Volvo S90 long-term test review
The Volvo S90 is an all-new luxury saloon built to take on some of the most accomplished cars on sale. We’ve added one to our long-term test fleet to find out what it’s like to live with...
- The car: Volvo S90 D4 Momentum
- Run by: Steve Huntingford, editor
- Why it's here: To see if Volvo has built a genuine alternative to luxury saloons from the likes of Audi, BMW, Jaguar and Mercedes
- Needs to: Offer outstanding comfort and refinement, a sumptuous interior and low fuel consumption
Price £33,865 Price as tested £40,585 Miles covered 5024 Official economy 64.2mpg Test economy 42.4mpg Options fitted Head-up display (£750), 18in alloy wheels (£700), metallic paint (£700), electric driver’s seat with memory (£600), IntelliSafe Surround Pack (£600), Keyless Drive (£575), Volvo On Call with app (£550), Winter Pack (£525), electric passenger seat (£400), rear parking camera (£400), TFT driver’s information display (£400), smartphone integration (£300), Dark Flame Birch inlays (£220)
24 September 2017 – fourth report
Thomas Edison said that the most certain way to succeed is always to try just one more time. And so it proved with the Volvo S90’s satellite navigation.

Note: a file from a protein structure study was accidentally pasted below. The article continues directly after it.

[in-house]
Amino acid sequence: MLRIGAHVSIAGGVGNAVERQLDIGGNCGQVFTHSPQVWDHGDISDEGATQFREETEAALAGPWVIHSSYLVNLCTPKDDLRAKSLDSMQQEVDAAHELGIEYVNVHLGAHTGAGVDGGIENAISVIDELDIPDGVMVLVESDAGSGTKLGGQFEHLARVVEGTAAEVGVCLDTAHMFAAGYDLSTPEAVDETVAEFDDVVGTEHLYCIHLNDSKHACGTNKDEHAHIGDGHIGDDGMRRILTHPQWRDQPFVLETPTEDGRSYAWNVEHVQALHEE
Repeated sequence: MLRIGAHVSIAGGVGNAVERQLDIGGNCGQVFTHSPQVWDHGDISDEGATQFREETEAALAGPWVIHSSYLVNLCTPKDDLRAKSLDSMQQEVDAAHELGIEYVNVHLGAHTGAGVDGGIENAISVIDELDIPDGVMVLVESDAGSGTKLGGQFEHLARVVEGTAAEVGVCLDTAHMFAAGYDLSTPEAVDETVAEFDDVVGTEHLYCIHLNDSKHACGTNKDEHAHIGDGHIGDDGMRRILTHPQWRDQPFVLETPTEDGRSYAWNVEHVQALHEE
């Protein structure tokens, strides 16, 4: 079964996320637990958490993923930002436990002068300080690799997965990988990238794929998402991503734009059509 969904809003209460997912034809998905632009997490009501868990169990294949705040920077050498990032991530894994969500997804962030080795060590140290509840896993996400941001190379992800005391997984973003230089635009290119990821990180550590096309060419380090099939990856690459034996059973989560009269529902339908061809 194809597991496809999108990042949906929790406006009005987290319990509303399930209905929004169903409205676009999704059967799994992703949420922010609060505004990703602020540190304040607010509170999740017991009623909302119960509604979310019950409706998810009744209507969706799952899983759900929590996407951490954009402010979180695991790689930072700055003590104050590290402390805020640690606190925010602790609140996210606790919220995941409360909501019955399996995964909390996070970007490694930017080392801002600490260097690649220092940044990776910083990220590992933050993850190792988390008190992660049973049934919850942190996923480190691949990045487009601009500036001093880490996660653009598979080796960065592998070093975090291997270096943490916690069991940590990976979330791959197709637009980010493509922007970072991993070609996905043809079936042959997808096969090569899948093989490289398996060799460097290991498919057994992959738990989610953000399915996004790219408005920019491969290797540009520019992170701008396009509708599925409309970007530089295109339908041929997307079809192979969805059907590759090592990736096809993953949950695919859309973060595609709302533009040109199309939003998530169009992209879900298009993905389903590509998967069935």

For a couple of weeks it was out by a little over 70 miles, meaning I could aim for Oxford and end up near Birmingham. But every time I got into the car and knew where I was going, I’d plug my destination in to check if the system had rebooted itself.
Then, just when I was on the verge of accepting I really would have to find the time to take the car to a Volvo dealer, it suddenly started to work again.
A cause for celebration. But a new problem has emerged in the last week, with the trip computer going on the blink. Or at least I hope it has, because if it’s not broken our S90 has suddenly started averaging 9.1mpg – less than a 800bhp Ford Mustang that we had on test a few days ago.
It’s a pity, because aside from these glitches the S90 continues to impress me greatly, making long journeys effortless thanks to its gutsy diesel engine, cushy high-speed ride and well-appointed interior.
Volvo describes that interior as 'Swedishness at its best', and this isn't just marketing nonsense; from the attractive shapes to the choice of materials and colours, it's a really pleasant place to spend time. And if there’s a car on sale today with better seats, I haven’t driven it.
The voice control has also started to grow on me, in particular the way it lets you adjust the climate control temperature without having to delve into the touchscreen infotainment system.
Volvo saloons don't sell in huge numbers, but the S90 deserves for more people to see the light.
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